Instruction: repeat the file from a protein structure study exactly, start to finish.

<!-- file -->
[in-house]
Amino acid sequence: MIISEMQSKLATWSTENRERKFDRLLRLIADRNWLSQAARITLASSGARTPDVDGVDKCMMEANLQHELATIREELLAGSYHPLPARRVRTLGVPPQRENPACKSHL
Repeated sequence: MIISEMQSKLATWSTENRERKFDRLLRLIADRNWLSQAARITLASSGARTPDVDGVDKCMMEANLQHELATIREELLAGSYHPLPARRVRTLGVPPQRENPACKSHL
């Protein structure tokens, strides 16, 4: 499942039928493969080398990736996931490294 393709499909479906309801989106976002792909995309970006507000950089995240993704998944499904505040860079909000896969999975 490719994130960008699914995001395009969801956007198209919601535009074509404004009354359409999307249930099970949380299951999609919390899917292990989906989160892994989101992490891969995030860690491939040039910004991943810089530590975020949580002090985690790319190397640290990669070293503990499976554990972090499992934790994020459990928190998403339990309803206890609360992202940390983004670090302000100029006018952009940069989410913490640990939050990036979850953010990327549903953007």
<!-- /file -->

[in-house]
Amino acid sequence: MIISEMQSKLATWSTENRERKFDRLLRLIADRNWLSQAARITLASSGARTPDVDGVDKCMMEANLQHELATIREELLAGSYHPLPARRVRTLGVPPQRENPACKSHL
Repeated sequence: MIISEMQSKLATWSTENRERKFDRLLRLIADRNWLSQAARITLASSGARTPDVDGVDKCMMEANLQHELATIREELLAGSYHPLPARRVRTLGVPPQRENPACKSHL
């Protein structure tokens, strides 16, 4: 499942039928493969080398990736996931490294 393709499909479906309801989106976002792909995309970006507000950089995240993704998944499904505040860079909000896969999975 490719994130960008699914995001395009969801956007198209919601535009074509404004009354359409999307249930099970949380299951999609919390899917292990989906989160892994989101992490891969995030860690491939040039910004991943810089530590975020949580002090985690790319190397640290990669070293503990499976554990972090499992934790994020459990928190998403339990309803206890609360992202940390983004670090302000100029006018952009940069989410913490640990939050990036979850953010990327549903953007």